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Sep 12, 2016

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Kelly Janz

RFA files are Revit families - the equivalent of AutoCAD blocks and can be whatever size the family requires. RFA families are used inside the host RVT file and cannot be used alone.

Kelly Janz

It would be huge if the software could take AutoCAD entities (especially text and Mtext blocks with leaders) and translate them to true Revit entities. For firms with large existing libraries of details, the current best Revit practice is to redraw in Revit over top of the DWG link. Ditto for the standard CAD details that manufacturers offer on the web. Inserting the DWG and then exploding it is a nightmare. Even just linking the DWG into the RVT does not give 100% visual compatibility (specifically with text and polylines). Autodesk doesn't seem to care and the bumpy road between DWG and RVT does not seem to have improved significantly in the past 5 versions, so the road for a third party tool seems wide open at this point.

dseah

What about the precision problems? DWG is much more accurate than rvt. Also the design extents mismatch.

Ralph Grabowski

What the ODA is doing is a way to read and write Revit files. It is not a translator to and from DWG.

OTOH, PDF is not particularly accurate either, but it seems to do well enough in the CAD world.

dseah

"What the ODA is doing is a way to read and write Revit files. It is not a translator to and from DWG"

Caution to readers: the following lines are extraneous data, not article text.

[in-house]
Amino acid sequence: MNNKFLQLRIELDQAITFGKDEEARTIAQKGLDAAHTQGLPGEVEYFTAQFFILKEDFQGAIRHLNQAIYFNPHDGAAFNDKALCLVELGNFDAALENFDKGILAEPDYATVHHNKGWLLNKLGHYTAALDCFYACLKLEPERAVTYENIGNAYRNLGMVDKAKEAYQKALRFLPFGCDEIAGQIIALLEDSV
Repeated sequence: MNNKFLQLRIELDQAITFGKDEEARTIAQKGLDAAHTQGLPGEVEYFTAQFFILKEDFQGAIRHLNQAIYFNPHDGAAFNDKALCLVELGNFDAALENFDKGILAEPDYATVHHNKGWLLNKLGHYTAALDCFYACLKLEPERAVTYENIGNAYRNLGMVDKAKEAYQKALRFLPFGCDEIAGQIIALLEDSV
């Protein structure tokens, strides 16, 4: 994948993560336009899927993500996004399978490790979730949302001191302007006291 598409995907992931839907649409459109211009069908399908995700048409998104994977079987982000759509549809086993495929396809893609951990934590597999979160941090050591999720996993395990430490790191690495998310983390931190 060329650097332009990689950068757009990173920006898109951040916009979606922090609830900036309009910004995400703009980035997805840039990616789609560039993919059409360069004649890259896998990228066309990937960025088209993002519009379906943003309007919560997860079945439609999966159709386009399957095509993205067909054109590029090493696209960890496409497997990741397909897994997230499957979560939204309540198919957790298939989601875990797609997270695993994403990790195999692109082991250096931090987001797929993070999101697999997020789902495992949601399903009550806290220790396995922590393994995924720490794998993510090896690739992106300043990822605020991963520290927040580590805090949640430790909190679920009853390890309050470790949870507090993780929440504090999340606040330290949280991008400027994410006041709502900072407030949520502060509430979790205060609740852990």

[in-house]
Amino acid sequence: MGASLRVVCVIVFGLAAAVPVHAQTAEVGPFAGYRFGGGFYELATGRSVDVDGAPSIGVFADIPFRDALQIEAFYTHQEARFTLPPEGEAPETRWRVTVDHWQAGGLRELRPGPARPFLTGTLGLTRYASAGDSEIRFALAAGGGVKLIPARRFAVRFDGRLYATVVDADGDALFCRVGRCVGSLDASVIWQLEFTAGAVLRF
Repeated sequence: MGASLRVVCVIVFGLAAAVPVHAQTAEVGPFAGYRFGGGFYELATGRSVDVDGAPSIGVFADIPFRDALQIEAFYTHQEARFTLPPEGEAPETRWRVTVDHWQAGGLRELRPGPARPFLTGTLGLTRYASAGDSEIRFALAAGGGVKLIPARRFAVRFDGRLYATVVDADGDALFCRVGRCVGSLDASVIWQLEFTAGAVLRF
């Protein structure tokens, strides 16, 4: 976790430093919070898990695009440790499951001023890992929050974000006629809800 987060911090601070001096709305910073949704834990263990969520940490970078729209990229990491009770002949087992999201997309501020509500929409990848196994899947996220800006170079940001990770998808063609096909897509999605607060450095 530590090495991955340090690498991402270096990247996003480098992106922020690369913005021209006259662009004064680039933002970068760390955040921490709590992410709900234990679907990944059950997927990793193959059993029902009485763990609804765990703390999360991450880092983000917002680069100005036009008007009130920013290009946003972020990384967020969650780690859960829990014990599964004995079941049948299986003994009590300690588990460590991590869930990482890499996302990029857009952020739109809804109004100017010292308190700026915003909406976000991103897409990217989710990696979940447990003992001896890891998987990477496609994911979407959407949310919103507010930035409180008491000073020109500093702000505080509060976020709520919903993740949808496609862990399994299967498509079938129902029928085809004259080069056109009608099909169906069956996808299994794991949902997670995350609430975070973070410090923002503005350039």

Interesting. So, the revit file will exist in the dwg editor built using Teigha tools... be edited by the dwg editing tools and NOT translate the revit file into dwg format?

If so, this seems a bit unwieldy. Most users would convert the revit file once and either XRef the Revit file in dwg format to avoid having to wait for the conversion every time; or convert and edit the revit elements in dwg.

PDF is a good comparison. You would only use PDFs as a graphic background. Apparently only single precision. It is not used as a primary source of information.

Apparently, revit won't display lines shorter than 1/32in. I suppose this is not a problem for a Teigha user in a dwg environment, but what happens when he saves to revit format? All those fine screw threads would disappear? Or would the dwg info be preserved in revit file for later use?

It would be interesting to see how this is handled.

Ralph Grabowski

It is up to ODA members to decide what they want to use the new Teigha BIM API (aka Revit API) for.

So far, the ODA has heard that they want to use it to run external programs that make use of the data stored in Revit files. Right now, these programs have to run inside Revit, which requires a Revit license.

Doing drawing translation between DWG and RVT is a possibility but not the #1 use-case.

Simon

I understand the need to be able to interact with Revit files but I don't understand why this is under the "Teigha BIM" label. To be BIM compliant in any way you have to be able to interact with a BIM model and that means .ifc or .ifcxml - Revit is just not relevant in this context.

Ralph Grabowski

My guess is that the ODA cannot use 'Revit' in the name (Autodesk has been very litigeous) and 'BIM' is recognizable to the people in our industry who need to know what Teigha BIM does.

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